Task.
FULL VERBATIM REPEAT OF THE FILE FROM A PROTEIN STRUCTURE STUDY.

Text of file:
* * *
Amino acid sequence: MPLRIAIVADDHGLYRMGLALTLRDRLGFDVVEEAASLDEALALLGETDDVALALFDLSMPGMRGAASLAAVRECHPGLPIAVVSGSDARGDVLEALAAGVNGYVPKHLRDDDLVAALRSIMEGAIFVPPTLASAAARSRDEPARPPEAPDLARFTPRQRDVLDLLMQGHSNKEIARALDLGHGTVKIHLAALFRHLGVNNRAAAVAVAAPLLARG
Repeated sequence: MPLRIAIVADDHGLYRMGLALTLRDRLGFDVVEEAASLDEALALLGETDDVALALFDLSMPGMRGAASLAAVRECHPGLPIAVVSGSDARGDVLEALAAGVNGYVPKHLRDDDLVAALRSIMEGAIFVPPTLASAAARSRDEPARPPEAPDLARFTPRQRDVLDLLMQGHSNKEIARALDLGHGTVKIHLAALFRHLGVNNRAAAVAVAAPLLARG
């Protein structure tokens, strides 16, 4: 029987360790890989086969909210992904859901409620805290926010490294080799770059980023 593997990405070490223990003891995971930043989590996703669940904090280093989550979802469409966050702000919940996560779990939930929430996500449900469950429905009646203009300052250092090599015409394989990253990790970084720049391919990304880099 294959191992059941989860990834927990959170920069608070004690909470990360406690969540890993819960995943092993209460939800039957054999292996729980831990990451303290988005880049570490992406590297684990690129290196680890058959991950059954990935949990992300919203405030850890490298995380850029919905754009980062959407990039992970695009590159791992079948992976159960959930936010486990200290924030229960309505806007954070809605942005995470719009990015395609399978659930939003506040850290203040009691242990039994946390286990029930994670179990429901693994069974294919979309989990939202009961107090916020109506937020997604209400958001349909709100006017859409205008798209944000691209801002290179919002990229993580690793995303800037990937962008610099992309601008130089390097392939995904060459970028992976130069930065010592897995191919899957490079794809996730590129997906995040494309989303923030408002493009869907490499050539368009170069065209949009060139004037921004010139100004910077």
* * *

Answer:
Amino acid sequence: MPLRIAIVADDHGLYRMGLALTLRDRLGFDVVEEAASLDEALALLGETDDVALALFDLSMPGMRGAASLAAVRECHPGLPIAVVSGSDARGDVLEALAAGVNGYVPKHLRDDDLVAALRSIMEGAIFVPPTLASAAARSRDEPARPPEAPDLARFTPRQRDVLDLLMQGHSNKEIARALDLGHGTVKIHLAALFRHLGVNNRAAAVAVAAPLLARG
Repeated sequence: MPLRIAIVADDHGLYRMGLALTLRDRLGFDVVEEAASLDEALALLGETDDVALALFDLSMPGMRGAASLAAVRECHPGLPIAVVSGSDARGDVLEALAAGVNGYVPKHLRDDDLVAALRSIMEGAIFVPPTLASAAARSRDEPARPPEAPDLARFTPRQRDVLDLLMQGHSNKEIARALDLGHGTVKIHLAALFRHLGVNNRAAAVAVAAPLLARG
């Protein structure tokens, strides 16, 4: 029987360790890989086969909210992904859901409620805290926010490294080799770059980023 593997990405070490223990003891995971930043989590996703669940904090280093989550979802469409966050702000919940996560779990939930929430996500449900469950429905009646203009300052250092090599015409394989990253990790970084720049391919990304880099 294959191992059941989860990834927990959170920069608070004690909470990360406690969540890993819960995943092993209460939800039957054999292996729980831990990451303290988005880049570490992406590297684990690129290196680890058959991950059954990935949990992300919203405030850890490298995380850029919905754009980062959407990039992970695009590159791992079948992976159960959930936010486990200290924030229960309505806007954070809605942005995470719009990015395609399978659930939003506040850290203040009691242990039994946390286990029930994670179990429901693994069974294919979309989990939202009961107090916020109506937020997604209400958001349909709100006017859409205008798209944000691209801002290179919002990229993580690793995303800037990937962008610099992309601008130089390097392939995904060459970028992976130069930065010592897995191919899957490079794809996730590129997906995040494309989303923030408002493009869907490499050539368009170069065209949009060139004037921004010139100004910077």